In the instant case, Plaintiff seeks the appointment of an attorney who will “use all their knowledge and power to relieve [Plaintiff] from [his] ordeal, make sure [he] don't suffer any more, and start the process of remedying [Plaintiff] being a victim, of Race and Disability discrimination, at the hands of the federal government and [Plaintiff's] mother.” (Doc. No. 1 at 15).


         The Court first addresses Plaintiff's motion to proceed in forma pauperis. Plaintiff's affidavit shows that he receives monthly income of $820, comprised of $600 in disability benefits and $120 in food stamps. (Doc. No. 2 at 1-2). His only assets are $15.50 in cash and in a checking account. (Id. at 3). His monthly expenses total $770, including $650 for housing and $120 for food. (Doc. No. 2 at 4-5). He does not expect any major changes to his monthly expenses, assets, or liabilities in the next year and he does not expect to have any expenses in conjunction with this action. (Id. at 5). Plaintiff explains his inability to pay the costs of these proceedings as follows: “I don't have an money and I don't manage my SSI benefits, my mother does.” (Doc. No. 2 at 5); see also (Doc. No. 2 at 6). The Court is satisfied that Plaintiff does not have sufficient funds to pay the filing fee. The Court will, therefore, allow the motion and permit Plaintiff to proceed in forma pauperis.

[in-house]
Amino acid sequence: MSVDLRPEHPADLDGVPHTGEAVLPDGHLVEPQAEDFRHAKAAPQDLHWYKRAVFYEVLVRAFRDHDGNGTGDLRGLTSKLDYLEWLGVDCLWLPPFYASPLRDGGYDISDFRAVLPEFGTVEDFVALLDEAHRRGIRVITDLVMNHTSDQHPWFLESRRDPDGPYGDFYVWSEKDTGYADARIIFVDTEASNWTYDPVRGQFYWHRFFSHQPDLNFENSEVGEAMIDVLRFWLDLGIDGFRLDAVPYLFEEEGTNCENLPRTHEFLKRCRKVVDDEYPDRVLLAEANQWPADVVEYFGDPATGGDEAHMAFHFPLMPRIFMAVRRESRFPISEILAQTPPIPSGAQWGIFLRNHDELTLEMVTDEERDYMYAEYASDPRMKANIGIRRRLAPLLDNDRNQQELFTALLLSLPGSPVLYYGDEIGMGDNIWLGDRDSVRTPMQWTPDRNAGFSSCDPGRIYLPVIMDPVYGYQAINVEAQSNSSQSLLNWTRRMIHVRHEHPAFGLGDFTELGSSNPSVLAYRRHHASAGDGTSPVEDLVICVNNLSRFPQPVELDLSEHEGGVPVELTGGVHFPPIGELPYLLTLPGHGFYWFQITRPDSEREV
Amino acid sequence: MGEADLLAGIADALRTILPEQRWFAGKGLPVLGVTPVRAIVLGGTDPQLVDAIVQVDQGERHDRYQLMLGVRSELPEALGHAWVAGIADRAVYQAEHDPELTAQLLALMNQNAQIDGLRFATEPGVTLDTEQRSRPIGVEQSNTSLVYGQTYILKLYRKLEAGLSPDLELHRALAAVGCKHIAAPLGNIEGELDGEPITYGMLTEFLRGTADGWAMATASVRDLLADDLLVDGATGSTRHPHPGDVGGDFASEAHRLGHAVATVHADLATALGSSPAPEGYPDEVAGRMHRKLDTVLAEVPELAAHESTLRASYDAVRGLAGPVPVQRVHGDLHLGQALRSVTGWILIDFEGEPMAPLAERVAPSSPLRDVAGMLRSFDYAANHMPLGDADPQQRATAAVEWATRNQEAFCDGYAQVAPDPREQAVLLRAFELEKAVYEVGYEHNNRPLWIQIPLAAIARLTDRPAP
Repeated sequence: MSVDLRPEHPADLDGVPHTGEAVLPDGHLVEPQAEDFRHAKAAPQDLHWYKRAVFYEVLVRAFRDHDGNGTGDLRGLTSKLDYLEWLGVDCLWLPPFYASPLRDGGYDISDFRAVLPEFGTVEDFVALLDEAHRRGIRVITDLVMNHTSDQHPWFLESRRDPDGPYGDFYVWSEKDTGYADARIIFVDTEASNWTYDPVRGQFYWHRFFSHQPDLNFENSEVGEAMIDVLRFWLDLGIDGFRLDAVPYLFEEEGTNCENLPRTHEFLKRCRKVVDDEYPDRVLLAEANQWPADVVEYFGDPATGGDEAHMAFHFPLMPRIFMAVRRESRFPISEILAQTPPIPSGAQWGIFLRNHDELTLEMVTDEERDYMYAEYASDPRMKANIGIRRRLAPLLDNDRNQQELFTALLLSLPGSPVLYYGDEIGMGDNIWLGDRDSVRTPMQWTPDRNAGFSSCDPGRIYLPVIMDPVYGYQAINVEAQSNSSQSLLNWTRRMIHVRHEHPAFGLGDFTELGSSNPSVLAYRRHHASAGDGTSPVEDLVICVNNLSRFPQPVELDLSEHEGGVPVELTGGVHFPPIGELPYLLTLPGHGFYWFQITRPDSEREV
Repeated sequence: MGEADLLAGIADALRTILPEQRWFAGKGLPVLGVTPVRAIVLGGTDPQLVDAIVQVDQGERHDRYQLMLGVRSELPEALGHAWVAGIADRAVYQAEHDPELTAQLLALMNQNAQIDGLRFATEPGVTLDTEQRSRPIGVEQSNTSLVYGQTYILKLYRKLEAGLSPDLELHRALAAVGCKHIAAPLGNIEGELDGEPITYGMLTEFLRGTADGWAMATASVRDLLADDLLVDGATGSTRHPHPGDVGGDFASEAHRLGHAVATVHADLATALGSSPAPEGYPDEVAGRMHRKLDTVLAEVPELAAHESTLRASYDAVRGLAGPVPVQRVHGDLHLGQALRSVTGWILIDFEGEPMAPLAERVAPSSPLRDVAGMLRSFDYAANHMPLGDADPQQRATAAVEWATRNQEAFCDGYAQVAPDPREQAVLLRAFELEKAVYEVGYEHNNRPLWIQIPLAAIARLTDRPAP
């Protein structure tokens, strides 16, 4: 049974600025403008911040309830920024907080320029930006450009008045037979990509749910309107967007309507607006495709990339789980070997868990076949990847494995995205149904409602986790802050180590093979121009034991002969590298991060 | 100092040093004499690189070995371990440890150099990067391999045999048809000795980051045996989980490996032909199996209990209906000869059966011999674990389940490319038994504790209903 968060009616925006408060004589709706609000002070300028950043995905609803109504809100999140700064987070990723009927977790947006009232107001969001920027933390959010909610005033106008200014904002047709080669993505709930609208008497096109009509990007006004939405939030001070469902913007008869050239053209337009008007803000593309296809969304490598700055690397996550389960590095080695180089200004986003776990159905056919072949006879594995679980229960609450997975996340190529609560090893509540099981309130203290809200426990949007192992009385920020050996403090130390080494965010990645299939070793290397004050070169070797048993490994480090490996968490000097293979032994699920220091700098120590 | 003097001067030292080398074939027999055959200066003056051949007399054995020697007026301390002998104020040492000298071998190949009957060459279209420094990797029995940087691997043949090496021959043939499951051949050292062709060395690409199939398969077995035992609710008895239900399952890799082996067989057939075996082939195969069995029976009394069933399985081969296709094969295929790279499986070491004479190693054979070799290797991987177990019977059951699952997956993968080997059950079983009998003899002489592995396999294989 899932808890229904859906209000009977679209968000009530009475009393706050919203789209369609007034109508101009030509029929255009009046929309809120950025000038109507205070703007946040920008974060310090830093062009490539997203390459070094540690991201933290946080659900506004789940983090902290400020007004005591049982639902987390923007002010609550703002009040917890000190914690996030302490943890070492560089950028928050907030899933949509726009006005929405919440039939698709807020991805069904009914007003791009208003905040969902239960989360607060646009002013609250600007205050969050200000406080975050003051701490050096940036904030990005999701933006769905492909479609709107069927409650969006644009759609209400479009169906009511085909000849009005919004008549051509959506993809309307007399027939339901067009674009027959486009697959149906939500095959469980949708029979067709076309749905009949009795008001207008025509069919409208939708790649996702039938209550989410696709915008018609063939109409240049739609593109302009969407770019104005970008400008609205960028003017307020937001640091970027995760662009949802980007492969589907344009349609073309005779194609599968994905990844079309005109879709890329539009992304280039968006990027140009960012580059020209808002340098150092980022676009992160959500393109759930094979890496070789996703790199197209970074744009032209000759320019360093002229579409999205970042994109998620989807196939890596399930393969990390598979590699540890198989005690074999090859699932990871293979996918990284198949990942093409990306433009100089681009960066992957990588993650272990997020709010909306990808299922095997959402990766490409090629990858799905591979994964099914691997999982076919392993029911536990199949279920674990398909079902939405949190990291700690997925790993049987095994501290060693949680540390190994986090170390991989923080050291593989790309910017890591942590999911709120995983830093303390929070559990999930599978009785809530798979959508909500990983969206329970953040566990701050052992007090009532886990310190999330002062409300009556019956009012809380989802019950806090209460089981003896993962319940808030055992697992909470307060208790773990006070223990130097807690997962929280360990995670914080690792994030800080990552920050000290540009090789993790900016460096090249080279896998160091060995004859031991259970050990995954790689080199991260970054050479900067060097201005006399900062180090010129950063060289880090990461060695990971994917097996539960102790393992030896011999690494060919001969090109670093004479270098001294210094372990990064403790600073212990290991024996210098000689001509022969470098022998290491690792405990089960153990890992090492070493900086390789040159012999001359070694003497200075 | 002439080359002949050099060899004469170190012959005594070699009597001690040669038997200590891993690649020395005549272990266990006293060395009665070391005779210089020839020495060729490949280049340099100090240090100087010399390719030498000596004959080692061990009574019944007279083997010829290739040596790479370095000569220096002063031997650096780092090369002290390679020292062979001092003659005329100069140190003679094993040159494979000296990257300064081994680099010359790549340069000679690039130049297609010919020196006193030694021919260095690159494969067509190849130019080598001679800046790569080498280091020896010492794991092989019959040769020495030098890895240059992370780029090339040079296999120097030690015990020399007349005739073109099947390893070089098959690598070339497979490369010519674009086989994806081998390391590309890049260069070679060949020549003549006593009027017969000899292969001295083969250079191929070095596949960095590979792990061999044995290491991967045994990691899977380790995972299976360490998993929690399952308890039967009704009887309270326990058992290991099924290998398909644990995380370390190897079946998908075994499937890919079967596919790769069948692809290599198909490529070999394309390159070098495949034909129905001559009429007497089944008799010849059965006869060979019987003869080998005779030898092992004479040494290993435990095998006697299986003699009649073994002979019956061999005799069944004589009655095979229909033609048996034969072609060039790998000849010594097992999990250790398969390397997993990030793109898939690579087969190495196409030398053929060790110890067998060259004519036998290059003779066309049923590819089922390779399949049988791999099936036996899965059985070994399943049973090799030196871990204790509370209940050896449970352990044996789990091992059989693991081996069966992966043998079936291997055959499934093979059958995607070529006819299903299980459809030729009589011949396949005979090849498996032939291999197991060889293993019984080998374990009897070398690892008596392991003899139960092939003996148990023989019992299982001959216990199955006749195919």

Because Plaintiff is proceeding in forma pauperis, the Court must review the Complaint to determine whether it is subject to dismissal on the grounds that it is “frivolous or malicious; fails to state a claim on which relief may be granted; or seeks monetary relief against a defendant who is immune from such relief.” 28 U.S.C. § 1915(e)(2)(B)(i)-(iii). The Court must determine whether the Complaint raises an indisputably meritless legal theory or is founded upon clearly baseless factual contentions, such as fantastic or delusional scenarios. Neitzke v. Williams, 490 U.S. 319, 327-28 (1989).

         Rule 8(a)(2) of the Federal Rules of Civil Procedure requires “a short and plain statement of the claim showing that the pleader is entitled to relief.” Erickson v. Pardus, 551 U.S. 89, 93 (2007). The statement of the claim does not require specific facts; instead, it “need only ‘give the defendant fair notice of what the ... claim is and the grounds upon which it rests.' ” Id. (quoting Bell Atlantic Corp. v. Twombly, 550 U.S. 544, 555 (2007)). However, the statement must assert more than “labels and conclusions” or “a formulaic recitation of the elements of a cause of action.” Twombly, 550 U.S. at 555.

         A pro se complaint must be construed liberally. See Haines v. Kerner, 404 U.S. 519, 520 (1972); see also Smith v. Smith, 589 F.3d 736, 738 (4th Cir. 2009) (“Liberal construction of the pleadings is particularly appropriate where … there is a pro se complaint raising civil rights issues.”). However, the liberal construction requirement will not permit a district court to ignore a clear failure to allege facts in the complaint which set forth a claim that is cognizable under federal law. Weller v. Dep't of Soc. Servs., 901 F.2d 387 (4th Cir. 1990).

         IV. ...